Baddesley Clinton: The story of a house

Baddesley house summer

The house and estate at Baddesley are an incredible survival story. It was the home of the same family, the Ferrers, for 500 years. And, despite being short of money, it passed from father to son for 12 generations.


The family remained loyal to their Catholic faith through difficult times, risking their lives giving refuge to Catholic priests. 


The estate survived the Civil War and its aftermath, the Commonwealth under Oliver Cromwell, but at huge financial cost which impoverished the estate for generations to come. 


In the nineteenth century Baddesley became a haven for four friends who lived there together as “The Quartet”. 


When the house was offered for sale in 1940, the estate covered the same area as it had in 1699 but was in a seriously dilapidated condition. It was saved from ruin by Thomas Walker who began a 30-year programme of restoration and repair.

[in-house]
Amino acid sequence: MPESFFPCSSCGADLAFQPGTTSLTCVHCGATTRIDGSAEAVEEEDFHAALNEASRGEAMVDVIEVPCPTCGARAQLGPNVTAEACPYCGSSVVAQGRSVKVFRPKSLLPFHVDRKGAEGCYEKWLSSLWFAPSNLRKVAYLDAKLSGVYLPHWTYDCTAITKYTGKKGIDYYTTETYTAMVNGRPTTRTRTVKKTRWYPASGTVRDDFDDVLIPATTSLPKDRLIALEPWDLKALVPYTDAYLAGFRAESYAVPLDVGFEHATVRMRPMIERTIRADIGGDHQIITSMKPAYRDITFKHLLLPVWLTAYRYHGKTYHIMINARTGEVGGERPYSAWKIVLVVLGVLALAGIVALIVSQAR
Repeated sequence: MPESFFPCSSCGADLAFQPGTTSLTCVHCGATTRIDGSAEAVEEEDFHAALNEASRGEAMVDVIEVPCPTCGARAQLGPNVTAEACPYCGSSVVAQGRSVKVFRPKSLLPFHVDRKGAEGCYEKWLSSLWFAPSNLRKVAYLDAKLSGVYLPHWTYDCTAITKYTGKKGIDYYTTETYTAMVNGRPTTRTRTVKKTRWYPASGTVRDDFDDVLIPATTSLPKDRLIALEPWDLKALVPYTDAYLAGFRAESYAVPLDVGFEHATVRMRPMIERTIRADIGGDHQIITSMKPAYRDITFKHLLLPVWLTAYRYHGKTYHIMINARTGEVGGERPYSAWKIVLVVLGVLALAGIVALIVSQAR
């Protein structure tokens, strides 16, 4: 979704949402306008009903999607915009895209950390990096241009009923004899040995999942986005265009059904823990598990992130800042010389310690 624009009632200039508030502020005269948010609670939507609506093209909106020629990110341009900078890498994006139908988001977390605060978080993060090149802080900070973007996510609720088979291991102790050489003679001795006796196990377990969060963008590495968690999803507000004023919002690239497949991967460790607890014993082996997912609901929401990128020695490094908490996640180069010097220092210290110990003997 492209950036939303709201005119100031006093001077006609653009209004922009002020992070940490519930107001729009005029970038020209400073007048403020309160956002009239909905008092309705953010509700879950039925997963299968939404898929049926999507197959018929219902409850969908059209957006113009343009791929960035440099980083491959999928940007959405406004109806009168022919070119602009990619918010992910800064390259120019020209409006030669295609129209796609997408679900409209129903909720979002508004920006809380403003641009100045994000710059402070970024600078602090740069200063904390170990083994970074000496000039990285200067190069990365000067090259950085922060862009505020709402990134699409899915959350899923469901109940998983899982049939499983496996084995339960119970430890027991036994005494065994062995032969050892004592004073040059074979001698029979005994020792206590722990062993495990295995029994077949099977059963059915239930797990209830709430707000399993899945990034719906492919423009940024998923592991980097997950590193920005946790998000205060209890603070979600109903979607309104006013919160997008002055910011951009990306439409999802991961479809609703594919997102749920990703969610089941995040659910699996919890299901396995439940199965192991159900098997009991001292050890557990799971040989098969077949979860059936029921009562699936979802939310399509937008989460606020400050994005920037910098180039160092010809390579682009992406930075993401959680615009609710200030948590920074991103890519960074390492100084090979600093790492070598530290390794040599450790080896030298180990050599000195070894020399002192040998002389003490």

Baddesley Clinton passed into the hands of the National Trust in 1980. Repairs were completed and an ongoing programme of conservation began. The house and grounds were opened to the public and have welcomed thousands of visitors every year. 


If you’d like to learn more about the history of the house and the stories of the people who made this the beautiful and fascinating place it is, follow the links below. 
 

How Baddesley began

Murdered and murderer - the Brome family

Enter the Ferrers

The Civil War and after

The Quartet and the Trust

Our own publications are on sale in the bookshop
Baddesley books publications
Our own publications are on sale in the bookshop

Much of the information on these pages was found in the book Baddesley Clinton: The Living Waters written by the Baddesley Clinton Archive Group. This group of volunteer researchers have compiled this exhaustive history of the house which is available for purchase in our bookshop. The editors of these pages are very grateful for their efforts.